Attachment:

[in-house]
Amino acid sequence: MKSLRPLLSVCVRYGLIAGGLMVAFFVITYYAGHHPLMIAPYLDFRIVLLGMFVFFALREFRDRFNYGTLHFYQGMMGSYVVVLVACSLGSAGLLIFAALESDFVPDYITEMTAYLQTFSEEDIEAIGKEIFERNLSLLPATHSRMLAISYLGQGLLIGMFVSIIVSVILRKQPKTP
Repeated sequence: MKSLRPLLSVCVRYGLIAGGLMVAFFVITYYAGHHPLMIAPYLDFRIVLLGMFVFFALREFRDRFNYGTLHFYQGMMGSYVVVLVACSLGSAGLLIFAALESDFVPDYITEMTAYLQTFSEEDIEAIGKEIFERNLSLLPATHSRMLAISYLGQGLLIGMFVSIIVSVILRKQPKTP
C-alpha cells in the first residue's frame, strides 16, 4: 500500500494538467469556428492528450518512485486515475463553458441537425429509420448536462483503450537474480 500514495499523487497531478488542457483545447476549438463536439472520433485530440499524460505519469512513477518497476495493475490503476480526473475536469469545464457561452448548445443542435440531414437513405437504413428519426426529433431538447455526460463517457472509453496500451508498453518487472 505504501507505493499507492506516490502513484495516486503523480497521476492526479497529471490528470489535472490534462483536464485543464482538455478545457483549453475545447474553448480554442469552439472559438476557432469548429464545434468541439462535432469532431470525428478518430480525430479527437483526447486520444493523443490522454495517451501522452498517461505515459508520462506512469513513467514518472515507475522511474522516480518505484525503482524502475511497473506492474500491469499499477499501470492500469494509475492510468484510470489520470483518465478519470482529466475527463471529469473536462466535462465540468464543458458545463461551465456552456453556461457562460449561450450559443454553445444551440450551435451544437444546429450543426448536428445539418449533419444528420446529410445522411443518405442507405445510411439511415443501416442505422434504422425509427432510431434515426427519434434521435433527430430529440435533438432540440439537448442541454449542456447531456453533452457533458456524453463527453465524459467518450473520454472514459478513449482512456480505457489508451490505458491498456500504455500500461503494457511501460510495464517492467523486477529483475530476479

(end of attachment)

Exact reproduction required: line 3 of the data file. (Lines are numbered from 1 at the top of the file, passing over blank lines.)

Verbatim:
Repeated sequence: MKSLRPLLSVCVRYGLIAGGLMVAFFVITYYAGHHPLMIAPYLDFRIVLLGMFVFFALREFRDRFNYGTLHFYQGMMGSYVVVLVACSLGSAGLLIFAALESDFVPDYITEMTAYLQTFSEEDIEAIGKEIFERNLSLLPATHSRMLAISYLGQGLLIGMFVSIIVSVILRKQPKTP